Cosonaut Yuri Gagarin (played by Vitalie Ursu) prepares to become the first human ever to reach space in the National Geographic's 'Space Race: The Untold Story.'
Credit: Sorin Nainer/BBC.
The competition between the U.S. and Soviet Union to be the first to land humans on the Moon during the 1960s takes a personal turn in a new television mini-series to air Sunday.
Instead of focusing on astronauts with the right stuff or spaceships, the National Geographic Channel's "Space Race: The Untold Story" spotlights two scientists - Wernher von Braun with NASA and Soviet Union chief designer Sergei Korolev - as they pushed rocket technology from its ballistic missile roots to the high frontier.
Based on the book of the same name by Deborah Cadbury, the two-part "Space Race" delves deep into the personal lives of von Braun and Korolev as the competition for ever-more advanced rocket technology during the Cold War between the U.S. and Soviet Union sent them on their respective paths.
"It's a very unusual tale of rivalry because obviously in America, with a free western press, everything that von Braun did was totally visible to Korolev," Cadbury told SPACE.com. "From von Braun's point of view, his rival in the Soviet Union was totally hidden."
By drawing on unclassified documents both the U.S. and Russia, provides a balanced look at the two nations' space efforts, rather than the typically U.S.-heavy accounts related in the past. A treasure trove of Korolev's personal history obtained from the family his former biographer, as well as actual video of Russia's first R-7 rocket launches, failures, and successes - such as cosmonaut Yuri Gagarin's first spaceflight in 1961 - cap "Space Race's" effort to recreate the country's orbital ambitions, Cadbury said.
Korolev's rise from a lowly prisoner to chief rocket designer is as remarkable as von Braun's history as an S.S. officer with the Nazi Party during World War 2 is shady. "Space Race" does not let the legacy von Braun, who died in 1977, come clean of the slave labor used to build the V2 rockets designed by the German scientist's team during the war.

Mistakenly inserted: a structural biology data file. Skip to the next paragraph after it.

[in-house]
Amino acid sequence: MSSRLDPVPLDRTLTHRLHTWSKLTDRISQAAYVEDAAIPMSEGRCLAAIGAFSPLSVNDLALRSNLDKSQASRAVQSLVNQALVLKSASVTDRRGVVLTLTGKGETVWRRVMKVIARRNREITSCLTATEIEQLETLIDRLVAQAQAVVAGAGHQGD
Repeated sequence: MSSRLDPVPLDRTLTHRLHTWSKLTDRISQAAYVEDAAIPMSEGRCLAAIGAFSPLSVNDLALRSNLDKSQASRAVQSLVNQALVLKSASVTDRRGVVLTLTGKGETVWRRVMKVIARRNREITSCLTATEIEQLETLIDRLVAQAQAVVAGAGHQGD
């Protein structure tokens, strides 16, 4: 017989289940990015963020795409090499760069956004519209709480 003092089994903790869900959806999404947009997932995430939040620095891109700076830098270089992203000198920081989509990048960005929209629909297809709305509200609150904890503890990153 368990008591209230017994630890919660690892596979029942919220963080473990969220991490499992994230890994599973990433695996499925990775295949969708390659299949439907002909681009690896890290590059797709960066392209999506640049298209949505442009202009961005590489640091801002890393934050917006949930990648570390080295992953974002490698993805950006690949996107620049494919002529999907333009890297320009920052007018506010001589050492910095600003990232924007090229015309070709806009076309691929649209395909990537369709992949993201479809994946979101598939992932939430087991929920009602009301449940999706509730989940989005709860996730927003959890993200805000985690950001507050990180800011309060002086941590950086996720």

"There are at least two documents that show he was involved in recruiting skilled labor for the V2 rocket program," Cadbury said.
In her book, Cadbury adds that concentration camp survivors also published eyewitness accounts of von Braun and the V2 slave labor use after the rocket scientist's death. But during the space race's formative years, his role was played down by the U.S. officials, she said.
"At that time, America was in its full glorious years and von Braun's past had been very cleverly concealed," Cadbury said.
It's important to note that Space Race is not an exact account of how post-World War 2 events spiraled into a competition to reach for the Moon. Rather, the mini-series uses its central characters as devices to explain personal motivations - von Braun's enthusiasm for space exploration, for example - while remaining true to the overall timeline of events. The mini-series also relies heavily on narration, recreation and character exposition to relate the technical challenges of human spaceflight.
"You always worry about oversimplification," Cadbury said, adding explaining the evolution of rocketry and astronautics accurately and simply was one of the "Space Race" project's main challenges.
"Space Race" stops just as the U.S. reaches the Moon and the Soviet Union - bogged down by multiple failures if its N-1 rocket - bows out of the lunar competition. Concluding there is unfortunate, given that the amount of space cooperation that later followed between the two world superpowers.
The joint Apollo-Soyuz project in 1975 brought the two former enemies together in space for the first time during an unprecedented orbital docking.
"It's wonderful to see the two countries collaborating in this venture," Cadbury said. "You kind of feel that this can only be to the human good."
"Space Race: The Untold Story" will air June 4-5 at 9 p.m. ET/PT (check local listings) on the National Geographic Channel.